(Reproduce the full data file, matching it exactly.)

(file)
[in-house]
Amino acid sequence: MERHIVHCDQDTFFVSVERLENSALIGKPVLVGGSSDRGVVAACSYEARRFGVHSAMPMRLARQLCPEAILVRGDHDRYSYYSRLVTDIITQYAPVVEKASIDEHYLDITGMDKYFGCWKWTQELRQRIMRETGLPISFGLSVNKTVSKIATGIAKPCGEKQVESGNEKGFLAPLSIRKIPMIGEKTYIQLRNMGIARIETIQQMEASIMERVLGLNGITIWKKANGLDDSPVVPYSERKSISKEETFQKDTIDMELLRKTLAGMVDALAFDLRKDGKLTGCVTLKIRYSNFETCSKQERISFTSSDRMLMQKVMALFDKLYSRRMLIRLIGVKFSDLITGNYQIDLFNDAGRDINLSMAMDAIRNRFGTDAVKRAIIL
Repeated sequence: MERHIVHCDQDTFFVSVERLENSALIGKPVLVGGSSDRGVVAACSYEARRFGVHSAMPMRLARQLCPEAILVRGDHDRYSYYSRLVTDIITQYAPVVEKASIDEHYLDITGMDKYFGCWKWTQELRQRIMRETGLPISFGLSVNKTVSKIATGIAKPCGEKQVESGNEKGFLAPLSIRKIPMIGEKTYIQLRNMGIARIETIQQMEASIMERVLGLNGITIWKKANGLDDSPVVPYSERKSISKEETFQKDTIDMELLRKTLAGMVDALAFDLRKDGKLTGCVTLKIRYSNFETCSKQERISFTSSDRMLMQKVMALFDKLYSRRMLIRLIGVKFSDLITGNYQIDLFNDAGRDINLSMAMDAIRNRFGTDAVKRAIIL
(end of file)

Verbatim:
[in-house]
Amino acid sequence: MERHIVHCDQDTFFVSVERLENSALIGKPVLVGGSSDRGVVAACSYEARRFGVHSAMPMRLARQLCPEAILVRGDHDRYSYYSRLVTDIITQYAPVVEKASIDEHYLDITGMDKYFGCWKWTQELRQRIMRETGLPISFGLSVNKTVSKIATGIAKPCGEKQVESGNEKGFLAPLSIRKIPMIGEKTYIQLRNMGIARIETIQQMEASIMERVLGLNGITIWKKANGLDDSPVVPYSERKSISKEETFQKDTIDMELLRKTLAGMVDALAFDLRKDGKLTGCVTLKIRYSNFETCSKQERISFTSSDRMLMQKVMALFDKLYSRRMLIRLIGVKFSDLITGNYQIDLFNDAGRDINLSMAMDAIRNRFGTDAVKRAIIL
Repeated sequence: MERHIVHCDQDTFFVSVERLENSALIGKPVLVGGSSDRGVVAACSYEARRFGVHSAMPMRLARQLCPEAILVRGDHDRYSYYSRLVTDIITQYAPVVEKASIDEHYLDITGMDKYFGCWKWTQELRQRIMRETGLPISFGLSVNKTVSKIATGIAKPCGEKQVESGNEKGFLAPLSIRKIPMIGEKTYIQLRNMGIARIETIQQMEASIMERVLGLNGITIWKKANGLDDSPVVPYSERKSISKEETFQKDTIDMELLRKTLAGMVDALAFDLRKDGKLTGCVTLKIRYSNFETCSKQERISFTSSDRMLMQKVMALFDKLYSRRMLIRLIGVKFSDLITGNYQIDLFNDAGRDINLSMAMDAIRNRFGTDAVKRAIIL